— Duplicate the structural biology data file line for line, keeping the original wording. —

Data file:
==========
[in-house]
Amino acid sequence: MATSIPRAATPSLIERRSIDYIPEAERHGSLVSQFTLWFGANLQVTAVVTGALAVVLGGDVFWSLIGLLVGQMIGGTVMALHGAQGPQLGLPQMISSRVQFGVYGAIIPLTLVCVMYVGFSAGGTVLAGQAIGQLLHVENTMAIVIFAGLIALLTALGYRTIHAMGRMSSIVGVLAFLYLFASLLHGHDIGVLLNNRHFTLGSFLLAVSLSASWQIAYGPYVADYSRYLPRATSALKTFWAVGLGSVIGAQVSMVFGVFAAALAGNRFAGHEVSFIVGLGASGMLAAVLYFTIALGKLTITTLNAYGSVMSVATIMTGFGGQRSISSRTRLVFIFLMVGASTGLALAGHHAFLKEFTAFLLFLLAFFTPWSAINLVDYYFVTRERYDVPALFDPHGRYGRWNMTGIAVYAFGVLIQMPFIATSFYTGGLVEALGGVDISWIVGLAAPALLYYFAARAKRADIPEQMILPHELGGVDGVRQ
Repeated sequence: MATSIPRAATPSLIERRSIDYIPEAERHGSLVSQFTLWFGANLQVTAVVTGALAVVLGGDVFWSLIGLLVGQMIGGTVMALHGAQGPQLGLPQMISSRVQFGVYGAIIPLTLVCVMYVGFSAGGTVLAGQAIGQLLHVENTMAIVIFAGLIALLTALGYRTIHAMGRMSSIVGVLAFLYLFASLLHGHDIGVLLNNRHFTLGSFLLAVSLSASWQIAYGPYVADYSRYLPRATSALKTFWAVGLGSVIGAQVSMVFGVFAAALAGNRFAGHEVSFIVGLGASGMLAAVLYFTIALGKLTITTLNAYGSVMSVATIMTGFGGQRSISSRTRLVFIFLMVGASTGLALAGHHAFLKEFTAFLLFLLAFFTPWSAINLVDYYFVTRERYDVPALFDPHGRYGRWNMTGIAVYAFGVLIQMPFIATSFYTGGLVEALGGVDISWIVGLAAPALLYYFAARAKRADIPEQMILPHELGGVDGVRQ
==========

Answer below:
[in-house]
Amino acid sequence: MATSIPRAATPSLIERRSIDYIPEAERHGSLVSQFTLWFGANLQVTAVVTGALAVVLGGDVFWSLIGLLVGQMIGGTVMALHGAQGPQLGLPQMISSRVQFGVYGAIIPLTLVCVMYVGFSAGGTVLAGQAIGQLLHVENTMAIVIFAGLIALLTALGYRTIHAMGRMSSIVGVLAFLYLFASLLHGHDIGVLLNNRHFTLGSFLLAVSLSASWQIAYGPYVADYSRYLPRATSALKTFWAVGLGSVIGAQVSMVFGVFAAALAGNRFAGHEVSFIVGLGASGMLAAVLYFTIALGKLTITTLNAYGSVMSVATIMTGFGGQRSISSRTRLVFIFLMVGASTGLALAGHHAFLKEFTAFLLFLLAFFTPWSAINLVDYYFVTRERYDVPALFDPHGRYGRWNMTGIAVYAFGVLIQMPFIATSFYTGGLVEALGGVDISWIVGLAAPALLYYFAARAKRADIPEQMILPHELGGVDGVRQ
Repeated sequence: MATSIPRAATPSLIERRSIDYIPEAERHGSLVSQFTLWFGANLQVTAVVTGALAVVLGGDVFWSLIGLLVGQMIGGTVMALHGAQGPQLGLPQMISSRVQFGVYGAIIPLTLVCVMYVGFSAGGTVLAGQAIGQLLHVENTMAIVIFAGLIALLTALGYRTIHAMGRMSSIVGVLAFLYLFASLLHGHDIGVLLNNRHFTLGSFLLAVSLSASWQIAYGPYVADYSRYLPRATSALKTFWAVGLGSVIGAQVSMVFGVFAAALAGNRFAGHEVSFIVGLGASGMLAAVLYFTIALGKLTITTLNAYGSVMSVATIMTGFGGQRSISSRTRLVFIFLMVGASTGLALAGHHAFLKEFTAFLLFLLAFFTPWSAINLVDYYFVTRERYDVPALFDPHGRYGRWNMTGIAVYAFGVLIQMPFIATSFYTGGLVEALGGVDISWIVGLAAPALLYYFAARAKRADIPEQMILPHELGGVDGVRQ